July 2013



THE MAD DOCTOR OF MARKET STREET. Universal, 1942. Una Merkel, Lionel Atwill, Nat Pendleton, Claire Dodd, Anne Nagel, Hardie Albright, Richard Davies. Director: Joseph H. Lewis.

   There`s a certain art to making an enjoyable bad movie, to which The Mad Doctor of Market Street bears witness. Directed by the redoubtable Joseph H. Lewis and written by someone named Al Martin (not exactly a name to conjure with, but he deserves his due) this one offers the eponymous medico-maniac (ably impersonated by Lionel Atwill, the second-greatest mad doctor of his time) against backdrop of a delightful studio-made luxury liner, followed by an equally bogus tropical island.

   Native Devil-Worship, shipwreck, unconvincing leading players (Claire Dodd and Richard Davies, admirably stiff as cardboard cliches) and capable comedy relief provided by Una Merkel and Nat Pendleton.

   The show really revolves around Lionel Atwill as a self-styled genius whose ground-breaking experiments in suspended animation seem to be breaking ground only in cemeteries. After a particularly egregious cock-up, Atwill takes it on the lam and ends up shipwrecked on a tropical island with the rest of the cast, where the natives decide he’s the God of Life and Death, with all the privileges and perquisites pertaining thereunto.


   None of this is to be taken seriously for moment, but everyone involved really seems to act their little hearts out, putting commendable pace and energy into what is, after all, a forgettable time-killer. Director Lewis throws in the odd camera-angle and an occasion bit of mood one doesn’t expect in this sort of thing, and it emerges as quite a worthwhile effort.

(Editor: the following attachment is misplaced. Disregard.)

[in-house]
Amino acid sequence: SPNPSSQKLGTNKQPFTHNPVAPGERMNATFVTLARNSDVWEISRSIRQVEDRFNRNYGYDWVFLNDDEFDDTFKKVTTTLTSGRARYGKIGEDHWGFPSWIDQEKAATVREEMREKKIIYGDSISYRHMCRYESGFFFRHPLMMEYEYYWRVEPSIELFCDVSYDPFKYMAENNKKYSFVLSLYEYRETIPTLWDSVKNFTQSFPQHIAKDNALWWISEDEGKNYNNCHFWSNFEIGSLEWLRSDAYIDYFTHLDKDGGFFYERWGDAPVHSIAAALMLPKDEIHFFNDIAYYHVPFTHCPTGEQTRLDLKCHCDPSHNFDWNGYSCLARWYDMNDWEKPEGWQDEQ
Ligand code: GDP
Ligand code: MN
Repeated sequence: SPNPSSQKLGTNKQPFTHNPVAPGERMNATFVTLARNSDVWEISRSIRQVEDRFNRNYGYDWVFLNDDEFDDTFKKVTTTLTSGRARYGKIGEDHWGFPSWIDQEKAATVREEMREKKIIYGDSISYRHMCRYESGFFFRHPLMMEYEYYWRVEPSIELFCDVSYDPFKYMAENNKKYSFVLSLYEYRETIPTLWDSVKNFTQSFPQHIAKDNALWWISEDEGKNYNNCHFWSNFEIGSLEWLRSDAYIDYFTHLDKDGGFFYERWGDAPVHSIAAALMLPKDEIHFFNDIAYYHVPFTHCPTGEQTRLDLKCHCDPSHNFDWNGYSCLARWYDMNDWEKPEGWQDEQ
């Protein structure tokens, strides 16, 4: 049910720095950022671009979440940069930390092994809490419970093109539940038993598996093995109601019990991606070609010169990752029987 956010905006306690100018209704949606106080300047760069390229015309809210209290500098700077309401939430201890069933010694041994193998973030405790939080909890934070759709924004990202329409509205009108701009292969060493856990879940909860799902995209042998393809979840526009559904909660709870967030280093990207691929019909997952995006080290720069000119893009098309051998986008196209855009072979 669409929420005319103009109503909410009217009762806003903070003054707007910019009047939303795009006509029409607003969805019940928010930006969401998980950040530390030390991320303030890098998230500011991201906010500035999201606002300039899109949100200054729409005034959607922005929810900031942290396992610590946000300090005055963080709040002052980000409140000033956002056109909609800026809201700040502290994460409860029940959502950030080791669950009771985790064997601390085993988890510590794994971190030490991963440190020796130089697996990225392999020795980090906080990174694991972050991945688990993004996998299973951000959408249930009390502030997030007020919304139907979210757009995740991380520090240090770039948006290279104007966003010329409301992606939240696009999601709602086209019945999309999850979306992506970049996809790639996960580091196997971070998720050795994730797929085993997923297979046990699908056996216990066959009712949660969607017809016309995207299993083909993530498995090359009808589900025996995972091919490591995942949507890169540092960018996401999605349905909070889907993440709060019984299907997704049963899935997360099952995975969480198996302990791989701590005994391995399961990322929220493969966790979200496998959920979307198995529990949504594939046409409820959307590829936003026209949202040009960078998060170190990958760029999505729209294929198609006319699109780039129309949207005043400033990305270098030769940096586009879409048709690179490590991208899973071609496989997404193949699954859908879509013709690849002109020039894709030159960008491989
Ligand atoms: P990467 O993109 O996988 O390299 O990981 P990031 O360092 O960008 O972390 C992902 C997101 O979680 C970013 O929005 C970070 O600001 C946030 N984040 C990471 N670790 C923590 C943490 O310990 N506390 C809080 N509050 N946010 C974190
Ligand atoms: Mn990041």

by Walker Martin

   During the dates of July 25-July 28, 2013 an event happened in Columbus, Ohio, that may have been not important to non-pulp and non-book collectors, but if you collect and read these great artifacts then you know that something very special occurred. I attended almost 40 pulp conventions when the old Pulpcon was the big summer event during 1972-2008. And as much as I loved that pulp convention, it never reached the heights of the present show which we call PulpFest. The most attendees that Pulpcon ever had was around 300 and many of the events had around 100 or so. But all five of the recent PulpFests have had higher attendance than Pulpcon ever had. Once again the attendance reached 400 with 100 dealer’s tables.

pulpfest 2013

   Yes, it is hard to believe but this was the fifth convention of the new pulp convention. And as a special reward to the attendees, it was one of the very best shows. If you read or collect pulps, pulp reprints, books, vintage paperbacks, slicks then this was the place to be. If you like old movies or collect original art from books and magazines, then you were in luck because there were plenty of dvds and art for sale.

   As usual, I had been thinking of this convention ever since the Windy City Pulp Convention ended in April. I’m severely addicted to reading, collecting, and buying all sorts of books and magazines and I needed another fix. I also collect dvds of old movies and original artwork, so non-collectors simply do not understand me at all. They tend to call me everything from hoarder to that crazy guy who likes to read. Actually it is impossible for the non-collector and non-reader to ever understand the collector, so the best policy is to ignore the poor ignorant fools.

   If you do not read or collect anything then you better stop reading this report because it will freak you out. Most of the 400 attendees were addicts like me and they were out to collect and buy books and magazines come hell or high water. One collector actually took an Edd Cartier artwork out of my hands while I was looking at it and yelled “I’ll buy it!”

   Another time a collector beat me again to a pulp cover painting and I was consumed with feelings of jealousy and hatred. The only thing that stopped me from trying to yank it out of his hands was the fact that he was a lot younger than me and could pound me into the floor before I made my getaway.